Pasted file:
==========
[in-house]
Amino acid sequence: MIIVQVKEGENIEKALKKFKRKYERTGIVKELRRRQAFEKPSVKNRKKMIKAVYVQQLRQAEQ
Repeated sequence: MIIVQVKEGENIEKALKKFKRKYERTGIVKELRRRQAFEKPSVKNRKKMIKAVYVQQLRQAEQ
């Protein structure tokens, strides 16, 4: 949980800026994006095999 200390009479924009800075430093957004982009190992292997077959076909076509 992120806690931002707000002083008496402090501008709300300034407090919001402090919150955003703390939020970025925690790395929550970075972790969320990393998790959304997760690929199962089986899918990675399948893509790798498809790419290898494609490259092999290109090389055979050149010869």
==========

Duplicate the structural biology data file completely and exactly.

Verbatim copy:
[in-house]
Amino acid sequence: MIIVQVKEGENIEKALKKFKRKYERTGIVKELRRRQAFEKPSVKNRKKMIKAVYVQQLRQAEQ
Repeated sequence: MIIVQVKEGENIEKALKKFKRKYERTGIVKELRRRQAFEKPSVKNRKKMIKAVYVQQLRQAEQ
């Protein structure tokens, strides 16, 4: 949980800026994006095999 200390009479924009800075430093957004982009190992292997077959076909076509 992120806690931002707000002083008496402090501008709300300034407090919001402090919150955003703390939020970025925690790395929550970075972790969320990393998790959304997760690929199962089986899918990675399948893509790798498809790419290898494609490259092999290109090389055979050149010869």